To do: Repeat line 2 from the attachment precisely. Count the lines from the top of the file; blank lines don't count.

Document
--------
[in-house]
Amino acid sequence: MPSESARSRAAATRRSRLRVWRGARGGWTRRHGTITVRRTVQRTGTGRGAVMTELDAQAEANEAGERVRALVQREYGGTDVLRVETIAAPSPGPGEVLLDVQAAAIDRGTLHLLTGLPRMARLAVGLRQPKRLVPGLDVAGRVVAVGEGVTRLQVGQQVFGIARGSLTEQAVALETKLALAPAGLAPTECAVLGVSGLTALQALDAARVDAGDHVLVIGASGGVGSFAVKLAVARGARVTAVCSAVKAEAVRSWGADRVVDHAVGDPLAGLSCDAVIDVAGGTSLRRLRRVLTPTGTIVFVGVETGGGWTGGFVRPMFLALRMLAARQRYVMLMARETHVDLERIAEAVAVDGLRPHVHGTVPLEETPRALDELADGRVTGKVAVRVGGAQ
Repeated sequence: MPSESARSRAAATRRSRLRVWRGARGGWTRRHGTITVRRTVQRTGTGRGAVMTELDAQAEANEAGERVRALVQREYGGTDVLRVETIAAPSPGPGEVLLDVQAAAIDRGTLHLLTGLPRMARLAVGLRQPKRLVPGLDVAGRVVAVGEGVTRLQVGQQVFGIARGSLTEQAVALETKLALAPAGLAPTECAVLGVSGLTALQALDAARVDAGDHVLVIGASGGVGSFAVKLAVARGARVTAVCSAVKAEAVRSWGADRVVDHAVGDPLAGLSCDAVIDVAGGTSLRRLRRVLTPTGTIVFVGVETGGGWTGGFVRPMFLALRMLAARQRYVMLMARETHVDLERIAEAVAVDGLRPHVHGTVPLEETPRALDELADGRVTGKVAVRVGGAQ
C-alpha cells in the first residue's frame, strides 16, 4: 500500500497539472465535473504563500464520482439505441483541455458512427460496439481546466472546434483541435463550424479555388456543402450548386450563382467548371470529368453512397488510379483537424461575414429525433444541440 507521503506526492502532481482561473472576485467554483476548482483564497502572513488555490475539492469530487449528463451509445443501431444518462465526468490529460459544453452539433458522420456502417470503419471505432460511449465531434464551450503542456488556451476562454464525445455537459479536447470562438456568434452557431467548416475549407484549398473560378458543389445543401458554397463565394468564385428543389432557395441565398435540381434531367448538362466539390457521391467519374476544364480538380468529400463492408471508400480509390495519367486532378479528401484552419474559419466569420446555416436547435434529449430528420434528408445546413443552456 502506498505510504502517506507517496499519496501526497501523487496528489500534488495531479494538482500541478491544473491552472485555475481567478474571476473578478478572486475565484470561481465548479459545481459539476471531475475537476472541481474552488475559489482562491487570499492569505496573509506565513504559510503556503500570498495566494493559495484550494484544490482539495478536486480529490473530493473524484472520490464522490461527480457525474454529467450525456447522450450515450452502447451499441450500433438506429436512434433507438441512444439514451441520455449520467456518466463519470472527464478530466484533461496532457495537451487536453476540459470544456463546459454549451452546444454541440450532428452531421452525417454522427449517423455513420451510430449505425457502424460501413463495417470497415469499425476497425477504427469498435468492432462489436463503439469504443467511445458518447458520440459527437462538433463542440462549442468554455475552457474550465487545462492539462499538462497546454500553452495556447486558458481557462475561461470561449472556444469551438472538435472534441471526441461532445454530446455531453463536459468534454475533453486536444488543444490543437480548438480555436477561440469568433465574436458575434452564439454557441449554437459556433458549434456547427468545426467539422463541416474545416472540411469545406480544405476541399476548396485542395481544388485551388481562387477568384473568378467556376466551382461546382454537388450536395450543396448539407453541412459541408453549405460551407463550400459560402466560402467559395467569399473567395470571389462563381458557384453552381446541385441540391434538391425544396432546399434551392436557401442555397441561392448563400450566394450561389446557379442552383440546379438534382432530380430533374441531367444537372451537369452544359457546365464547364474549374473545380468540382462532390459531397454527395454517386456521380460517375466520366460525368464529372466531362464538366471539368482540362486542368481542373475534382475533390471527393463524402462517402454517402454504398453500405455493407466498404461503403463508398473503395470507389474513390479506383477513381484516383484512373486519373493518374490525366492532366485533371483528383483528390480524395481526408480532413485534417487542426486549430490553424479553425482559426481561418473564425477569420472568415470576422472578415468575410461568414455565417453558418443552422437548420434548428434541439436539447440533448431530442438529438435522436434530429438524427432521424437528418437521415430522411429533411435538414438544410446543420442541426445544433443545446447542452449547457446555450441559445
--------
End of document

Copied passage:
Amino acid sequence: MPSESARSRAAATRRSRLRVWRGARGGWTRRHGTITVRRTVQRTGTGRGAVMTELDAQAEANEAGERVRALVQREYGGTDVLRVETIAAPSPGPGEVLLDVQAAAIDRGTLHLLTGLPRMARLAVGLRQPKRLVPGLDVAGRVVAVGEGVTRLQVGQQVFGIARGSLTEQAVALETKLALAPAGLAPTECAVLGVSGLTALQALDAARVDAGDHVLVIGASGGVGSFAVKLAVARGARVTAVCSAVKAEAVRSWGADRVVDHAVGDPLAGLSCDAVIDVAGGTSLRRLRRVLTPTGTIVFVGVETGGGWTGGFVRPMFLALRMLAARQRYVMLMARETHVDLERIAEAVAVDGLRPHVHGTVPLEETPRALDELADGRVTGKVAVRVGGAQ